Assume that there are currently λi streams of video i in progress, broken down further into λij streams on disk j. Thus, ##EQU1## and λij =0 whenever aij =0. Associated with each disk j is a maximum number Lj of concurrent streams (i.e., playing videos). This number depends on the performance characteristics of the disk and is chosen to ensure that the real-time scheduling problem of reading the videos within the required fixed deadline is achieved. To balance the load on the disks, we assume a penalty function Fj for each disk j, defined as a convex increasing function on the set {0, . . . , Lj }. The load will be as balanced as is possible given the current load and video/disk assignments when the function ##EQU2## is minimized subject to the constraints (1) xij ε{0, . . . ,Lj), ##EQU3## and (3) xij =0 if aij =0. This problem is a so-called class constrained resource allocation problem and can be solved exactly and efficiently using a graph-theoretic optimization algorithm as described, for example, by A. Tantawi, D. Towsley and J. Wolf, "Optimal Allocation of Multiple Class Resources in Computer Systems," ACM Sigmetrics Conference, Santa Fe N. Mex., 1988. For the optimal solution, ##EQU4## represents the desired load on disk j. Thus, reindexing the disks according to increasing values of ##EQU5## puts them in order of most overloaded to most underloaded. Ideally, these values should all be close to zero. To fix notation, suppose that the first D1 disks are overloaded and the last D2 disks are underloaded.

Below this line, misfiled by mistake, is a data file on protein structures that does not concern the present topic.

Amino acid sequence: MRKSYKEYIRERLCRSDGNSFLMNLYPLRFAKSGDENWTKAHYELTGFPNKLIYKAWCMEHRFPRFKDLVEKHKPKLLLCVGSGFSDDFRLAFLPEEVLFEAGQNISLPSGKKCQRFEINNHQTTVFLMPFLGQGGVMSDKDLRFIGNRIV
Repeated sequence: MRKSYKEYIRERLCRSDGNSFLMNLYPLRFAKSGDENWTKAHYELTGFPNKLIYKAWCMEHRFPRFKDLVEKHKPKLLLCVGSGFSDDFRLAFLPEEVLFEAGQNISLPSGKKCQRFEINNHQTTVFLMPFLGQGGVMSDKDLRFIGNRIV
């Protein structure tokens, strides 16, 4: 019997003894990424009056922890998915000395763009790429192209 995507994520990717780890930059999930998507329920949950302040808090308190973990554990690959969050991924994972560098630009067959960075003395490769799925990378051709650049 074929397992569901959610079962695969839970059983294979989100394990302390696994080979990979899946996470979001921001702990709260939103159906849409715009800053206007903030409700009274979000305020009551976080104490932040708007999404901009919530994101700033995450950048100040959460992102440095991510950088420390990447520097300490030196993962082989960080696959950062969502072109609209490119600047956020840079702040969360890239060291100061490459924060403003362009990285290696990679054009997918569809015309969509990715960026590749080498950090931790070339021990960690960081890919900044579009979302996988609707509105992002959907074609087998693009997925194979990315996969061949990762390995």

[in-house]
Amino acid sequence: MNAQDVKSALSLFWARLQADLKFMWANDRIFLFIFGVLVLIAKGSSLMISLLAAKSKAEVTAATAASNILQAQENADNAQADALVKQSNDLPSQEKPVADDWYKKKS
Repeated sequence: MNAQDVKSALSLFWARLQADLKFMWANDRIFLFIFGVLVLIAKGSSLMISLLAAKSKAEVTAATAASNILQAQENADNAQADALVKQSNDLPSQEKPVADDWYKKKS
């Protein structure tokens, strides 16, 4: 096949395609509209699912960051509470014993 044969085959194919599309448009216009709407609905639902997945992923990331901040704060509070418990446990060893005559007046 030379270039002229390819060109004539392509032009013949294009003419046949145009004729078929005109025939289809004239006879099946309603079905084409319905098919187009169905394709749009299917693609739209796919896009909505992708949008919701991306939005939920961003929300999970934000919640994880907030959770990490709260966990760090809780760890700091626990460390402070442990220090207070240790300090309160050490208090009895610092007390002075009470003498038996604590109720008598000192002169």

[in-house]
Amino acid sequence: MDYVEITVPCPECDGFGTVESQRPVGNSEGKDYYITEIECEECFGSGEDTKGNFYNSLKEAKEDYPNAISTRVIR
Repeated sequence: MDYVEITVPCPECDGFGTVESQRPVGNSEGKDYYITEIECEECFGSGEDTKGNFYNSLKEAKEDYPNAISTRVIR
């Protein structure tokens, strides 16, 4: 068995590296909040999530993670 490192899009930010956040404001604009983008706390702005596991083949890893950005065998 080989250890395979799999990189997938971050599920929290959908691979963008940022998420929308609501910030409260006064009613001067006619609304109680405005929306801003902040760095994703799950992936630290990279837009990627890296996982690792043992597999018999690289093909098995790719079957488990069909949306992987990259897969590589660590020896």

Summarizing the notation used in this description,

Non-memory resident videos i=1, . . . ,M;

Disks j=1 ,. . . , D;

Video/disk assignment matrix (aij);

Maximum stream load per disk Lj;

Disk penalty function Fj, which is a convex function; and

Current load ##EQU6## where λij is the number of "plays" of video i on disk j, λi is the total demand for video i, and λij =0 whenever aij =0 (i.e., if the video is not there, it can not be played).

With reference now to FIG. 3, there is shown the process of the dynamic phase according to the invention. In the first step 31, λi and {λij } as defined above are adjusted. Next, the graph-theoretic optimization algorithm described by A. Tantawi et al., supra, is used in step 32 to compute optimal values xj and {xij }.